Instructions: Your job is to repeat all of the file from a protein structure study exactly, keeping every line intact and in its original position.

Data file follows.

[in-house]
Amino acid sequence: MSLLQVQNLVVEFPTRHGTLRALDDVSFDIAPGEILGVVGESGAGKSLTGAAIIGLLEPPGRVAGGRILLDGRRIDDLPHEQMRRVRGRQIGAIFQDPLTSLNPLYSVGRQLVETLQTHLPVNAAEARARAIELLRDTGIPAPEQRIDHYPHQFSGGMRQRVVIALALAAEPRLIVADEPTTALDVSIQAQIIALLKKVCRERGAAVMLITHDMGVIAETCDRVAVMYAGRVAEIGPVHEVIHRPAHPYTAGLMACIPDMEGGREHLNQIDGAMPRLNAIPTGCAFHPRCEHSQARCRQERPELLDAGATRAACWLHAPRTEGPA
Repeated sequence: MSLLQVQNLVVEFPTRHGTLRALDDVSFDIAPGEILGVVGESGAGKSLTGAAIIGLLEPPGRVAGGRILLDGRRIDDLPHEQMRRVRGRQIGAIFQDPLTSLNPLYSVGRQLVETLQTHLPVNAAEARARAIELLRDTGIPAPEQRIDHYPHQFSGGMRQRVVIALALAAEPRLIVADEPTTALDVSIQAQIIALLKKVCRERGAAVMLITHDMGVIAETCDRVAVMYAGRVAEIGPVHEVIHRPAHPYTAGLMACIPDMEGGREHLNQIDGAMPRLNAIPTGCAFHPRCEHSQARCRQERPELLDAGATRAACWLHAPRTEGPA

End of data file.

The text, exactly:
[in-house]
Amino acid sequence: MSLLQVQNLVVEFPTRHGTLRALDDVSFDIAPGEILGVVGESGAGKSLTGAAIIGLLEPPGRVAGGRILLDGRRIDDLPHEQMRRVRGRQIGAIFQDPLTSLNPLYSVGRQLVETLQTHLPVNAAEARARAIELLRDTGIPAPEQRIDHYPHQFSGGMRQRVVIALALAAEPRLIVADEPTTALDVSIQAQIIALLKKVCRERGAAVMLITHDMGVIAETCDRVAVMYAGRVAEIGPVHEVIHRPAHPYTAGLMACIPDMEGGREHLNQIDGAMPRLNAIPTGCAFHPRCEHSQARCRQERPELLDAGATRAACWLHAPRTEGPA
Repeated sequence: MSLLQVQNLVVEFPTRHGTLRALDDVSFDIAPGEILGVVGESGAGKSLTGAAIIGLLEPPGRVAGGRILLDGRRIDDLPHEQMRRVRGRQIGAIFQDPLTSLNPLYSVGRQLVETLQTHLPVNAAEARARAIELLRDTGIPAPEQRIDHYPHQFSGGMRQRVVIALALAAEPRLIVADEPTTALDVSIQAQIIALLKKVCRERGAAVMLITHDMGVIAETCDRVAVMYAGRVAEIGPVHEVIHRPAHPYTAGLMACIPDMEGGREHLNQIDGAMPRLNAIPTGCAFHPRCEHSQARCRQERPELLDAGATRAACWLHAPRTEGPA